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Overview of Chromosomal Deletion Syndromes


Nina N. Powell-Hamilton

, MD, Sidney Kimmel Medical College at Thomas Jefferson University

Last full review/revision Jul 2020| Content last modified Jul 2020

Chromosomal deletion syndromes occur when part of a chromosome is missing.

(See also Overview of Chromosome Disorders.)

Chromosomes are structures within cells that contain DNA and many genes.

A gene is a segment of deoxyribonucleic acid (DNA) and contains the code for a specific protein that functions in one or more types of cells in the body (see Genes and Chromosomes for a discussion about genetics). Genes contain instructions that determine how the body is supposed to function.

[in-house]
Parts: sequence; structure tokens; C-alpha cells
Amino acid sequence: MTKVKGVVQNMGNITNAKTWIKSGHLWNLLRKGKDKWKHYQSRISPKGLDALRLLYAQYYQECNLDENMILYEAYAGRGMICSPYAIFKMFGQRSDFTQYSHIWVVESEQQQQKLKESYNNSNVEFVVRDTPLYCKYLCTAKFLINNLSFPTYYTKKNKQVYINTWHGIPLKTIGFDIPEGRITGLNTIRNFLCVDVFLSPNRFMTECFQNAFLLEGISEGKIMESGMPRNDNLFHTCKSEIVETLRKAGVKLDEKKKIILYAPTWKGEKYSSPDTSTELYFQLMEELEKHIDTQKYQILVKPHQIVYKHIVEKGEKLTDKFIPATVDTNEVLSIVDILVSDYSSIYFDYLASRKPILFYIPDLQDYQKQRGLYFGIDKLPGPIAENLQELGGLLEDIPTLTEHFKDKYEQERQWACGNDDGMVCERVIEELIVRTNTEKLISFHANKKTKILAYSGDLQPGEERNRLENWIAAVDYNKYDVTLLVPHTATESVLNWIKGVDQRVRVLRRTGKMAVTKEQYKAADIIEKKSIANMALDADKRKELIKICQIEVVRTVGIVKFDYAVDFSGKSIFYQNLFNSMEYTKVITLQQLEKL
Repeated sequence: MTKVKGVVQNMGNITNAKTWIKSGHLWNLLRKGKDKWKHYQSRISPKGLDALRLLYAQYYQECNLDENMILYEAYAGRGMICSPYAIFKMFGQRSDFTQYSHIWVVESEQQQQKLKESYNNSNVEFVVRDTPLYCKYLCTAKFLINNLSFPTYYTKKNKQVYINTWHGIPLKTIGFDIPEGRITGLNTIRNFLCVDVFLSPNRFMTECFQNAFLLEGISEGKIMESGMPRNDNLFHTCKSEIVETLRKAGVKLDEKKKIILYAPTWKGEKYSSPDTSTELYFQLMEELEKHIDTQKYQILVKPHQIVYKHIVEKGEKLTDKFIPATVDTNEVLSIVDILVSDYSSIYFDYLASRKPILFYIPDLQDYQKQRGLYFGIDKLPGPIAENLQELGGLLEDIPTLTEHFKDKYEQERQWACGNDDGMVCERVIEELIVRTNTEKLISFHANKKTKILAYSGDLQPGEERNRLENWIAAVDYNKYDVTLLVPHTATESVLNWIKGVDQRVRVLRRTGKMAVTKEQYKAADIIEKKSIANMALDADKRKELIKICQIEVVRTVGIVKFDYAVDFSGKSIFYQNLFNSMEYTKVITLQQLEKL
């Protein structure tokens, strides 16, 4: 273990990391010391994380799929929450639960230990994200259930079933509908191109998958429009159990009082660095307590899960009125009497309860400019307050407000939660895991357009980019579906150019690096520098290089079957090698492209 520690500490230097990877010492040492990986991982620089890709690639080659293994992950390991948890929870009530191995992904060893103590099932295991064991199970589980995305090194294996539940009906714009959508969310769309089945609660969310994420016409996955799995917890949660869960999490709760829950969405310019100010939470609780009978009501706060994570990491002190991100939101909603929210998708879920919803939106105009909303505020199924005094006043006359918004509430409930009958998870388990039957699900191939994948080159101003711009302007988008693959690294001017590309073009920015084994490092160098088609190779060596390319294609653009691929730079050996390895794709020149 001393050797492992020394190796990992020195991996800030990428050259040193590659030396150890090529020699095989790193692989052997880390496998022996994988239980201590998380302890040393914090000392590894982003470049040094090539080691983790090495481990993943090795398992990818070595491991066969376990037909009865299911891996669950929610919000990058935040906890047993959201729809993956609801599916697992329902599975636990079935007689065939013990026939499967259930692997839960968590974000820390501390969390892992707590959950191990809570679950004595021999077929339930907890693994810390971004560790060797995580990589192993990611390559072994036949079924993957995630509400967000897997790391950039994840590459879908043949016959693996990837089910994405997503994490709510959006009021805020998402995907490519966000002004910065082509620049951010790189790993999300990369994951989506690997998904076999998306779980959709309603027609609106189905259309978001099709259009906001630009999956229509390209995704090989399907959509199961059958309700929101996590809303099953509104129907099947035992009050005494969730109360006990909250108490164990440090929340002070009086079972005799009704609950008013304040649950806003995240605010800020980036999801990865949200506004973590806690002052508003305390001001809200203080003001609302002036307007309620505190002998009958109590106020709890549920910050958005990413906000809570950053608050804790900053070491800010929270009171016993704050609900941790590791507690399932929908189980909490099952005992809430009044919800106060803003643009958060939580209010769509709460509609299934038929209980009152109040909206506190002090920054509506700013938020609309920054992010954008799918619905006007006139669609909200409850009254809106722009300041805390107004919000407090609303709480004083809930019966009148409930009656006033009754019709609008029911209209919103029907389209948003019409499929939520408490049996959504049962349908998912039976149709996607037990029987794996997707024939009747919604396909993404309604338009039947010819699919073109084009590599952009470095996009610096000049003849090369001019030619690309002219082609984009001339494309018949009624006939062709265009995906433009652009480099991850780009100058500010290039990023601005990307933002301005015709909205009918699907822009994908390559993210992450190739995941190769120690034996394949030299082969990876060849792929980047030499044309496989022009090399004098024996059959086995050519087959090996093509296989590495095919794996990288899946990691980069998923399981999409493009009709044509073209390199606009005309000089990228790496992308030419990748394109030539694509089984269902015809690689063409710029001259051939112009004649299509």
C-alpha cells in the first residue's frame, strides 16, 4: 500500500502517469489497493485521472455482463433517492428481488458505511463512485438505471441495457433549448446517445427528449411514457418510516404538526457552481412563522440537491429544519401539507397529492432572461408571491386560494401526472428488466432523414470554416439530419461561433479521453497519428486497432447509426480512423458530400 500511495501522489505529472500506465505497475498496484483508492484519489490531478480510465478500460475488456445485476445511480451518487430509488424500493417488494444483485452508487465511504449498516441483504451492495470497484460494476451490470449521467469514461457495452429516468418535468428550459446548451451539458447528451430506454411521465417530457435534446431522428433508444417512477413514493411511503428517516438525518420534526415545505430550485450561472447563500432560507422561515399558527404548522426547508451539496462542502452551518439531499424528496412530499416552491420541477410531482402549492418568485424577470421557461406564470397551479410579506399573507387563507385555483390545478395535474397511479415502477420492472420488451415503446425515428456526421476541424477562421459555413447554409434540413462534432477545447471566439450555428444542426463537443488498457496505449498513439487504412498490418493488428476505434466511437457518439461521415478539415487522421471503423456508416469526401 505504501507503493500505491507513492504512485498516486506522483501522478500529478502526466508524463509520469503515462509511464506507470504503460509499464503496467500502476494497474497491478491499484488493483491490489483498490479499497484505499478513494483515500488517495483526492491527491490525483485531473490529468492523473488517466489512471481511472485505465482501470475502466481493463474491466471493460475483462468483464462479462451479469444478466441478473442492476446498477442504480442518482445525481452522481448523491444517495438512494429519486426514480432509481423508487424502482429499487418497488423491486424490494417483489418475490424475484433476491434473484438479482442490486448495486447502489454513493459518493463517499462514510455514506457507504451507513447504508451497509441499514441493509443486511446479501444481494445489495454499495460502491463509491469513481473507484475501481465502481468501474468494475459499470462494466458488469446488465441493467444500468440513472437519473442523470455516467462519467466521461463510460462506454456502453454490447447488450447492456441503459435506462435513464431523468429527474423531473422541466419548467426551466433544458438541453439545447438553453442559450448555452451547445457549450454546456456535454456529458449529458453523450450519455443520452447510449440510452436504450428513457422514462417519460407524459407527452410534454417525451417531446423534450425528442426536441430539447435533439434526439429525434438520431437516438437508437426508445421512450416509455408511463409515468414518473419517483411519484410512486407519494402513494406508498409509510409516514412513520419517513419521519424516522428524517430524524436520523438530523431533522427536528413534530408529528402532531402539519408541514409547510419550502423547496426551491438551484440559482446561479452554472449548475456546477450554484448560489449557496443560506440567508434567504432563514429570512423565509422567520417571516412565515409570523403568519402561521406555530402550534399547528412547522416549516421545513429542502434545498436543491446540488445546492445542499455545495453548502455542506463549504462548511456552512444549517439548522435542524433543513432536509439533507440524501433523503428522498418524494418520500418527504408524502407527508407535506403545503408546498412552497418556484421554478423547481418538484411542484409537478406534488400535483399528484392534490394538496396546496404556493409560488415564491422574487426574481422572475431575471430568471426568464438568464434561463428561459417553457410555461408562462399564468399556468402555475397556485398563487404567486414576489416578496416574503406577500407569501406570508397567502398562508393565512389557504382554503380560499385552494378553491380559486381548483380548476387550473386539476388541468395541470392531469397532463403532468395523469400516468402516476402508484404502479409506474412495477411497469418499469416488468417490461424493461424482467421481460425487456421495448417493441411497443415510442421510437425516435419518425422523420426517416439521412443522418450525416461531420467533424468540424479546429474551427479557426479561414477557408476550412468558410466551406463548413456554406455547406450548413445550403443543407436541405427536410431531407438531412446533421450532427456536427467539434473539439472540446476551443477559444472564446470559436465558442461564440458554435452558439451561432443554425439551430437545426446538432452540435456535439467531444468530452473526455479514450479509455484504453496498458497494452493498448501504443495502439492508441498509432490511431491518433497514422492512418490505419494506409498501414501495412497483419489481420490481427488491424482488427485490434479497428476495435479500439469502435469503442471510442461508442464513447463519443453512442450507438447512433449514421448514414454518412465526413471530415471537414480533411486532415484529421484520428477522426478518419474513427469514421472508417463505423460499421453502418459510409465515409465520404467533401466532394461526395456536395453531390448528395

When parts of chromosomes are missing, a number of syndromes can occur. These syndromes are called chromosomal deletion syndromes. They tend to cause birth defects and limited intellectual development and physical development. In some cases, defects can be severe and affected children die during infancy or childhood.

There are many chromosomal deletion syndromes, which include

  • Cri-du-chat syndrome
  • Prader-Willi syndrome
  • Wolf-Hirschhorn syndrome

Chromosomal deletions can be suspected before or after birth and confirmed by chromosomal testing.

Some physical defects can be corrected with surgery, but generally treatment is supportive.

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